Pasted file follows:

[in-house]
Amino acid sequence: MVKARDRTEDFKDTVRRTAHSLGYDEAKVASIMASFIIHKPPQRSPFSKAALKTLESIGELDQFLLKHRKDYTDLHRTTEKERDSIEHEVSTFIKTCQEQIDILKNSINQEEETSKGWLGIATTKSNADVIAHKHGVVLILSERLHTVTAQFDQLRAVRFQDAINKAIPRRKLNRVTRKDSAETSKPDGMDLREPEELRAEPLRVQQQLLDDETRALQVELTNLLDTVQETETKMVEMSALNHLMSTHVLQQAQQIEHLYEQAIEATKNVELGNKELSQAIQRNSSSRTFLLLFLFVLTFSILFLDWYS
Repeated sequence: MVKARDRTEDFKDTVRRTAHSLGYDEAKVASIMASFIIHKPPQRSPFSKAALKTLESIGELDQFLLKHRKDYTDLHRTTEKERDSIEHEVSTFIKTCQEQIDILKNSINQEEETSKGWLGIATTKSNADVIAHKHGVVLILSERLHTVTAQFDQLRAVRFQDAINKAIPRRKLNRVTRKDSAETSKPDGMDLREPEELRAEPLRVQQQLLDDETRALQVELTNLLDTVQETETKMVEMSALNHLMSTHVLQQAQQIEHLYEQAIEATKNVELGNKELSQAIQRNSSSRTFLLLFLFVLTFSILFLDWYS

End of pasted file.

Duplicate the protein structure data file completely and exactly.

[in-house]
Amino acid sequence: MVKARDRTEDFKDTVRRTAHSLGYDEAKVASIMASFIIHKPPQRSPFSKAALKTLESIGELDQFLLKHRKDYTDLHRTTEKERDSIEHEVSTFIKTCQEQIDILKNSINQEEETSKGWLGIATTKSNADVIAHKHGVVLILSERLHTVTAQFDQLRAVRFQDAINKAIPRRKLNRVTRKDSAETSKPDGMDLREPEELRAEPLRVQQQLLDDETRALQVELTNLLDTVQETETKMVEMSALNHLMSTHVLQQAQQIEHLYEQAIEATKNVELGNKELSQAIQRNSSSRTFLLLFLFVLTFSILFLDWYS
Repeated sequence: MVKARDRTEDFKDTVRRTAHSLGYDEAKVASIMASFIIHKPPQRSPFSKAALKTLESIGELDQFLLKHRKDYTDLHRTTEKERDSIEHEVSTFIKTCQEQIDILKNSINQEEETSKGWLGIATTKSNADVIAHKHGVVLILSERLHTVTAQFDQLRAVRFQDAINKAIPRRKLNRVTRKDSAETSKPDGMDLREPEELRAEPLRVQQQLLDDETRALQVELTNLLDTVQETETKMVEMSALNHLMSTHVLQQAQQIEHLYEQAIEATKNVELGNKELSQAIQRNSSSRTFLLLFLFVLTFSILFLDWYS